Dash cam revolution
● EXCLUSIVE New portal will allow motorists to send recordings to police
New online portal allows drivers to upload footage to police
DASH cam owners could soon be able to send footage of dangerous and illegal driving to police across England and Wales thanks to a revolutionary new online portal, Auto Express can reveal.
Forces in the two countries are preparing to modernise the way they accept dash cam footage from drivers, following the creation of a universal online platform to receive recordings.
The Nextbase National Dash Cam Safety Portal will allow owners of any brand of dash cam to upload footage of dangerous driving.
Together with a witness statement and details of where the offence took place, the footage would be sent to the relevant police force, with the officers then determining whether the driver in question should be sent a fine. Those issued with a penalty can either accept the charge or refute it and go to court.
Several forces currently accept dash cam footage as evidence, but there is no universal system in place at the moment.
North Wales Police previously told Auto Express it takes on average 14 hours of police time to process dash cam footage before a penalty can be issued. The new online portal will reduce this to a “matter of minutes”, according to Nextbase.
The platform follows on from the success of Operation Snap, an initiative launched by North Wales Police and road safety initiative Gosafe. Since the introduction of Operation Snap in October 2016, the force has prosecuted hundreds of drivers based on dash cam footage, with the scheme extended to cover the rest of Wales in 2017.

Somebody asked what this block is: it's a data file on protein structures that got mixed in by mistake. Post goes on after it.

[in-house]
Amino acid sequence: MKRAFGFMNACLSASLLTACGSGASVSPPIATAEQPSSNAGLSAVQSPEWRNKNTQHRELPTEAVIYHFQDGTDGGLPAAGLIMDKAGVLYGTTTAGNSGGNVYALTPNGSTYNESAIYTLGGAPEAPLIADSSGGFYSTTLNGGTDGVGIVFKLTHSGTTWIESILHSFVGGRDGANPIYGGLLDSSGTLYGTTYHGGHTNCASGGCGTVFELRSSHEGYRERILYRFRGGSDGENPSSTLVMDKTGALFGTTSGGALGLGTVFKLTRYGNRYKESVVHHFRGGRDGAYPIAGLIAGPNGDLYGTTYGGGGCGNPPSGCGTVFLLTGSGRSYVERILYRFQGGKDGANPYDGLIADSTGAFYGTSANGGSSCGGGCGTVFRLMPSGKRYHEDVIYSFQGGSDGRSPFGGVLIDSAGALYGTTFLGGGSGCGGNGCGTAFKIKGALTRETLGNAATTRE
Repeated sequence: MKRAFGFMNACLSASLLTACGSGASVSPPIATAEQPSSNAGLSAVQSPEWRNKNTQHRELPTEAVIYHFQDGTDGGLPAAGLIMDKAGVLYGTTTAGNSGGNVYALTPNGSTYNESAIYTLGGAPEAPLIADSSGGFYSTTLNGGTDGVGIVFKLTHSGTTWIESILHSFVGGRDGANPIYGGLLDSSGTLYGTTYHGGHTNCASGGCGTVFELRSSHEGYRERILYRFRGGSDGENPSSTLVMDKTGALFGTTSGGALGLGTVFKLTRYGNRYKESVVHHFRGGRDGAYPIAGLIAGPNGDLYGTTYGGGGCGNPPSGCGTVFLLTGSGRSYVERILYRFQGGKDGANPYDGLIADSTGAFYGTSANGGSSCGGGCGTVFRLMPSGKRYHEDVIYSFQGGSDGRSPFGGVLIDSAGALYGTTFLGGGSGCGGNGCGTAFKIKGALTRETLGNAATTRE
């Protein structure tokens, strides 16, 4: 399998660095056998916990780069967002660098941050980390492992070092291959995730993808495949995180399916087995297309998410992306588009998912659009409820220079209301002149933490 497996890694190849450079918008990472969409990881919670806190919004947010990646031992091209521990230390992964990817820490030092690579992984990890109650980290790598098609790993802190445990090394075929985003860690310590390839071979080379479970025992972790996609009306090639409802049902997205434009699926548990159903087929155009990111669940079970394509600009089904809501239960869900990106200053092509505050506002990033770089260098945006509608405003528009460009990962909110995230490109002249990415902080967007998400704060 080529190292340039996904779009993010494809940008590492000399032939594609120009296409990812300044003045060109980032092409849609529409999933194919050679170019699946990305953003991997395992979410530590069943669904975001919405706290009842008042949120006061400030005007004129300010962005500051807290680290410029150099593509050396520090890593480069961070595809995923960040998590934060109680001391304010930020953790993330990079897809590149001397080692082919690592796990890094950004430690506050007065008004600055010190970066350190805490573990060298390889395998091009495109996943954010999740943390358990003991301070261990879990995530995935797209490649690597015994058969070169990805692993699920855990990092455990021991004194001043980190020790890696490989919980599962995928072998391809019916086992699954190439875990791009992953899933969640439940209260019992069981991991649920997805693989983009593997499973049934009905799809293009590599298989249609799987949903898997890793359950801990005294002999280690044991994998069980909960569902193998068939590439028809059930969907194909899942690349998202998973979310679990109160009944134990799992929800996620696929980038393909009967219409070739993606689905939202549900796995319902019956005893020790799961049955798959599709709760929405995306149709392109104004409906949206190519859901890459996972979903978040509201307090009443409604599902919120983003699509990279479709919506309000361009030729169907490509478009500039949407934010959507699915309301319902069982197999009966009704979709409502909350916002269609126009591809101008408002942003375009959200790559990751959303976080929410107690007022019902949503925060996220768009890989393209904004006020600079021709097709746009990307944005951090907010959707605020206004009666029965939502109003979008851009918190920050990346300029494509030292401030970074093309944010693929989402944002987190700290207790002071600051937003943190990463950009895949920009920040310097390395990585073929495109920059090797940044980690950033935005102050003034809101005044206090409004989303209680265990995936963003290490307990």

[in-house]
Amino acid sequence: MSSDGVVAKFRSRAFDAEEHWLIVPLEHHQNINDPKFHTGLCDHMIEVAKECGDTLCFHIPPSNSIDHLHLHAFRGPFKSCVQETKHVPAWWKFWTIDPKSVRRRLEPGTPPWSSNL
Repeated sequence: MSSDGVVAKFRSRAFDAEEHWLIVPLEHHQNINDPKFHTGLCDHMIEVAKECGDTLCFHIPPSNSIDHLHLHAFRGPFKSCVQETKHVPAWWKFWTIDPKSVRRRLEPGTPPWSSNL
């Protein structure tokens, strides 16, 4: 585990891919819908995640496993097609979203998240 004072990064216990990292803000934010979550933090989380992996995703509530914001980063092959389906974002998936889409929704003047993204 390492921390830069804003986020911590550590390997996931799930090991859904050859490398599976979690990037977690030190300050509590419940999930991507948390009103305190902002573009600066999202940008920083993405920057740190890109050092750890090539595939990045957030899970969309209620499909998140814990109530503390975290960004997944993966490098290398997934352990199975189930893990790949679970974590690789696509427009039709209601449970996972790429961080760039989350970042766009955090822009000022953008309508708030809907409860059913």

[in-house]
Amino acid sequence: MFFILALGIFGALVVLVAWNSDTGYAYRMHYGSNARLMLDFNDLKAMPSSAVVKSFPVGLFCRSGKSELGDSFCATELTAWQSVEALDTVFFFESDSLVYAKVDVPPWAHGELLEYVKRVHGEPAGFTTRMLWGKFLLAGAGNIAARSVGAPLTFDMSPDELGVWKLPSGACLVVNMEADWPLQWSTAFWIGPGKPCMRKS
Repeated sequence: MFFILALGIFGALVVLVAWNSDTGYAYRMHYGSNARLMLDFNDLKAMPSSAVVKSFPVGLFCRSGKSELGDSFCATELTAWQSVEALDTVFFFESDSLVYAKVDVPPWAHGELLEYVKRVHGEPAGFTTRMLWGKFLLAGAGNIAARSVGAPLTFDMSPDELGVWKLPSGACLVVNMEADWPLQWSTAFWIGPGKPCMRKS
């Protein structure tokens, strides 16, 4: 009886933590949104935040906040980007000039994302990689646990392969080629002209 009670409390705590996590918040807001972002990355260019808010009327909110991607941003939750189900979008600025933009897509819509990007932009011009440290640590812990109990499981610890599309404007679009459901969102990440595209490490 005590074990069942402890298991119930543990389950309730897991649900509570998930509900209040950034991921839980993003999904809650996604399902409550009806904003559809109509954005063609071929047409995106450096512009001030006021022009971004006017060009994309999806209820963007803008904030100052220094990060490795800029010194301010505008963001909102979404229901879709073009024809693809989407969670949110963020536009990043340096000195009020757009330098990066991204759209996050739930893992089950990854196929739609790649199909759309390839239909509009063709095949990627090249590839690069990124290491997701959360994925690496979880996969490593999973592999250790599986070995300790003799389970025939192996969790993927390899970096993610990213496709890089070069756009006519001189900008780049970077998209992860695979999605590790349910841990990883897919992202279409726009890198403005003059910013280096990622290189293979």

By expanding the project across the English constabularies, police could make better use of the 2.6 million dash cams on UK roads, creating a one-stop shop for drivers to send footage.
While the National Dash Cam Safety Portal is still some weeks away from its official launch, it was presented to delegates at the Parliamentary Advisory Council for Transport Safety.
Senior figures from several police forces, Highways England, the Transport Select Committee and various road safety charities were given a demonstration of how the system would work in practice, with forces showingowing interest.
Bryn Brooker, Nextbase’s head of marketing,keting, said the portal would be freeee to use, adding: “We understandstand the restrictions in terms of cost and time of the police developing a platform themselves,lves, so it was an easy decision for us to take the initiative.” e.”
He stressed sed the portal was about creating ng safer roads and not increasing ng convictions or dash cam sales. es.
“We knoknow the restrictions in terms oof cost and time of the polipolice developing a platform, so it was easy for us to taktake the initiative” BRYN BROOKER Nextbase
Sgt John Roberts from North Wales Police shows reporter Martin Saarinen an example of dash cam footage uploaded by a motorist. The system could soon be rolled out nationally VIDEO NASTY